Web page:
“It's lovely to live on a raft. We had the sky, up there, all speckled with stars, and we used to lay on our backs and look up at them, and discuss about whether they was made, or only just happened- Jim he allowed they was made, but I allowed they happened; I judged it would have took too long to make so many.” Adventures of Huckleberry Finn
The 2017 season at the Robbins Hunter Museum opens April 5 with an exhibit and programs on Adventures of Huckleberry Finn by Mark Twain. The story of a precocious red headed boy who floated down the Mississippi River commenting on life as he saw and lived it has taken on timeless legend since its publication in 1884. And that legend has taken extraordinary turns over the years since.
Tom Wortham, local resident, RHM board member, and emeritus professor of English at UCLA, presents The Mark Twain Nobody Knows: Reading Between the Lines, April 5 thru September 9. An exhibit of memorabilia will be in the Robbins Hunter room, and Wortham will deliver an opening lecture on Thursday, April 6, with a full discussion of the book on Wednesday, May 3. Both programs are free to members, $10 to non-members and for both programs, $15. Register online for either or both of these programs.
Selections from Wortham’s personal collection of memorabilia will be on display. The story of Twain’s river boy reached mythological status and controversial heights in the decades following the book’s publication. That notoriety, and with the help of Twain who knew a thing or two about creating buzz, led to a sustained and often heated level of commercialization that Wortham says has unfortunately – if not unintentionally – clouded the literary merit of the book. Inside the folksy vernacular of Twain’s storytelling lies serious commentary on the social and political issues of the time, Wortham says.
“We need to back off the Disney image,” he adds, “and realize how sophisticated the book really is for its time. This is not a kid’s book. I want to make people set aside the commercial images and read the book as serious literature. This is fantastic prose.”
And the Disney image, as Wortham dubs it, is enormous, even outrageous. A pudgy overstuffed Huck sits on a shelf as a Cabbage Patch collectible doll, or as red headed freckled statuettes of all sizes and interpretations. Jim, the wise mild-mannered black slave in the story, even shows up as a white boy on a poster. (no kidding!) And finally, Twain, always dressed in white, poses as a solemn faced gentleman. These make up just a sampling of the hundreds of likenesses and often wild interpretations that fill the third story of Wortham’s Buckeye Lake home. Those depictions, in addition to boxes upon boxes of printed materials, make up a collection that Wortham says exceeds a thousand pieces.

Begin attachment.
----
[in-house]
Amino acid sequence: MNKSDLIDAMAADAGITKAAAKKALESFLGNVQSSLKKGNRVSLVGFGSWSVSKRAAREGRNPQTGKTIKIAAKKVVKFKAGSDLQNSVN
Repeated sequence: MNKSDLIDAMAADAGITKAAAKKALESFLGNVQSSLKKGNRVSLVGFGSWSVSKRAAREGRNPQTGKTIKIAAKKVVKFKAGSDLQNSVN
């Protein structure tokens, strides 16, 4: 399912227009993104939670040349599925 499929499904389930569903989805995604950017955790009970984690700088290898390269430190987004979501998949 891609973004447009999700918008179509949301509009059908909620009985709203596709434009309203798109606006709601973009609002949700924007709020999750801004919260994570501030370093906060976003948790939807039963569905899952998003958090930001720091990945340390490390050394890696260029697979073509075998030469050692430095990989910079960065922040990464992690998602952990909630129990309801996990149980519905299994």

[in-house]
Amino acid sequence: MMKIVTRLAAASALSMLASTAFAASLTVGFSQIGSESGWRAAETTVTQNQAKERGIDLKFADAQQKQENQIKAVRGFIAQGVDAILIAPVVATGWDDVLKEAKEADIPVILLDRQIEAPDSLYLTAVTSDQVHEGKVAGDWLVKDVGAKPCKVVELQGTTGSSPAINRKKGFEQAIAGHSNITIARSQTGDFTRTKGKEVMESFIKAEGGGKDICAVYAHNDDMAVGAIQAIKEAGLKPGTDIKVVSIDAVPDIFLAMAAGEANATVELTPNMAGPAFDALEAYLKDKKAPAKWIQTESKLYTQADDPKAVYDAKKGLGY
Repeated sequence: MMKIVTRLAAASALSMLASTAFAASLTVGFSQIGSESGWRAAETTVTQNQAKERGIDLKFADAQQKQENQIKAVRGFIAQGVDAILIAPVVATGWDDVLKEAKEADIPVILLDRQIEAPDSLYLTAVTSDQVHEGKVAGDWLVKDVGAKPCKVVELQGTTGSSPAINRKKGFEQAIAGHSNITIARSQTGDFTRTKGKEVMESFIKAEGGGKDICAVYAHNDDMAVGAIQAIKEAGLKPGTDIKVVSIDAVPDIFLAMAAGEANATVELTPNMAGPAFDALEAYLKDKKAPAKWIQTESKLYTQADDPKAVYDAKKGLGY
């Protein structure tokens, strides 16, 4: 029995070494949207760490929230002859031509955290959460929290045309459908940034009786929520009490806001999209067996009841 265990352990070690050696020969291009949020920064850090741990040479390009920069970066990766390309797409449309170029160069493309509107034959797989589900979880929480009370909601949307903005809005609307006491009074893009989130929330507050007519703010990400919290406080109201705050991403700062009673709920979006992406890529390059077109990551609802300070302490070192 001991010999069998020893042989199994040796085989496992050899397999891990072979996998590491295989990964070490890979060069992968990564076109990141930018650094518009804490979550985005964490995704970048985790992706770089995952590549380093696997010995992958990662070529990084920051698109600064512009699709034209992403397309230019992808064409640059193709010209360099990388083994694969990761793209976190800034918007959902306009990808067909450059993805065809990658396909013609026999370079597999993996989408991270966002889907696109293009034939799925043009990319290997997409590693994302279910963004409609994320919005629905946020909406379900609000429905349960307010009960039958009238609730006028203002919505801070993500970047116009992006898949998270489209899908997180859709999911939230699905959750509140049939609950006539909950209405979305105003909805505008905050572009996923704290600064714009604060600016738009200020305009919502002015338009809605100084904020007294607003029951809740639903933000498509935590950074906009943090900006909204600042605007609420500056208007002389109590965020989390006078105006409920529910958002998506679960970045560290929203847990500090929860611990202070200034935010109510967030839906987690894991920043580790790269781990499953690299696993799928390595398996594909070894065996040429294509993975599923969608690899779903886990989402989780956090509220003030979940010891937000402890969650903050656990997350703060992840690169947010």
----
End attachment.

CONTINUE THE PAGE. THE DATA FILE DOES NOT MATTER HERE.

Wortham has a personal interest and a respected academic reputation regarding Mark Twain. His talk on April 6 is one he has shared before, most aptly perhaps on the American Queen riverboat as it chugged along the waters of the wide Mississippi as Huck would have on his raft. Wortham will explain how the commercialization of a red headed, freckled kid and his black traveling companion clouded the deeper and more socially troublesome political issues of the day, to note, slavery. Twain’s liberal and unapologetic use of the “N” word has prompted argument, banning, or defending by schools and libraries over the decades, which added substantially to its enduring commercialization. The story of Huck Finn certainly has not receded into history.
The second program on May 3 is a discussion of the book with those who attend. Wortham will invite all who would like to read the book again, or for the first time, to join him to talk about the story and discover its layers of social and political commentary.
“I want people to read the book on its own terms without modifications,” he concludes.
Robbins Hunter Museum
April 5 – October 31, 2017
The Mark Twain Nobody Knows:
Reading Between the Lines
In four parts -
Part I – Mark Twain, Inc. The commercialization of Twain.
Part II – The Innocent at Large: Huck Finn as a book about boys, not a boy’s book.
Part III – Huckleberry Finn: “Only a Language Experiment.”
Part IV – Dark Twain: The late pessimistic Mark Twain.